understood what had happened from my friends’ noisy and fragmentary story, he looked worried and said to me:  “If that’s so, all
the teachers have turned into Nazis, May God protect us.”   My Mother was furious and said: “Woe unto a principal like that.  He’s
not ashamed to confront and abuse a child his grandson’s age.”  My father replied to her:  “Don’t you understand?  He wanted to
say to him you’re a Jew, you’re not an Iraqi, you aren’t one of us.  What!  You’re that afraid for Sami?  Do you think he could be put
into a little pocket easily?”          
     On the morrow I entered the school, as if nothing had happened.  I didn’t think anyone at the school had heard how I’d answered
the principal.  But behold my classmate Bettina al-Gailani said excitedly to our teacher Fatma: “Mrs. Fatma, Mrs.
Fatma!  Yesterday Sami climbed the pole and tore off the bundle with his teeth and when the teacher asked him why, he answered
him:  “I didn’t climb for the sake of the bundle and the sweets, I climbed for the honour of al-Sa’adun school.”   My teacher Fatma
smiled broadly and the gold tooth that emerged from between her lips twinkled captivatingly.  She patted my head affectionately.  
Then she kissed my cheek, and said proudly:  “You did well, Sami!  By God you’re a hero and you’ll have a future!  You’ll have a
brilliant future!”  And only then did I grasp that I’d done something worthy of praise, otherwise why would my beautiful teacher kiss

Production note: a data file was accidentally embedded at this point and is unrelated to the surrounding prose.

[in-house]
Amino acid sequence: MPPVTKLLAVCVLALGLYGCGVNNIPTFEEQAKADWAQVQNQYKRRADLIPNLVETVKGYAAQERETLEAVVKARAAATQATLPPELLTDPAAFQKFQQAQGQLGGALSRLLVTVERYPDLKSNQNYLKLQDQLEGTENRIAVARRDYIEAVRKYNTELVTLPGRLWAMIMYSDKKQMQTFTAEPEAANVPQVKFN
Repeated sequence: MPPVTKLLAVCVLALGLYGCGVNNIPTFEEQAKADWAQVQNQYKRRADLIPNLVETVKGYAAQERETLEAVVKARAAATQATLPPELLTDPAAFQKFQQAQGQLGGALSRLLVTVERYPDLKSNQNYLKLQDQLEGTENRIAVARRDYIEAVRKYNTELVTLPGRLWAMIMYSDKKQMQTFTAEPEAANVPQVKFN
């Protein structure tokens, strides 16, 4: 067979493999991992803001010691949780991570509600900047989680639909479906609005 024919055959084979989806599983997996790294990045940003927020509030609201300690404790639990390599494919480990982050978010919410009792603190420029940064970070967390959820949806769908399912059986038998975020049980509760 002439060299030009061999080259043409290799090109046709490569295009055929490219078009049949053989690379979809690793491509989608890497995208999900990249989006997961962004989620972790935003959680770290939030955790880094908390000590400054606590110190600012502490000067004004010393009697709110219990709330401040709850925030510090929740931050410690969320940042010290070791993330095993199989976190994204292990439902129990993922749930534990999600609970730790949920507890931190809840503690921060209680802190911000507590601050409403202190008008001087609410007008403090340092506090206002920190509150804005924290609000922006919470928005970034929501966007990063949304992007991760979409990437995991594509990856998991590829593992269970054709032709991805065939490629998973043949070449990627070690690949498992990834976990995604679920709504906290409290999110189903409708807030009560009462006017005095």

me and show me affection?
     On the Independence Day of the year 1999 in Jerusalem, when the Master of Ceremonies of the Israel Prize announced on
the decision of the Committee of Judges, the Israel Prize would be awarded to me for Oriental Studies, for research on Arabic
literature, and they invited me to approach the presidential platform--already standing there on their feet were the ex-President of the
Israel Mr. Eizer Weitzman, the Prime Minister Mr. Benjamin Netanyahu, the Minister of Education and Culture Rav Yitzhak Levi,
Jerusalem City Council Mayor  Mr. Ehud Olmert, and Supreme Court President Judge Aharon Barak, and others of the nation’s
senior civil servants--it was then that Mrs. Fatma joined me on the platform and she kissed me another time and reminded me:  
Sami!  Did I tell you that you’d succeed in life in the future!”  I said to her excitedly:  By God that’s right, you were right.  But tell me is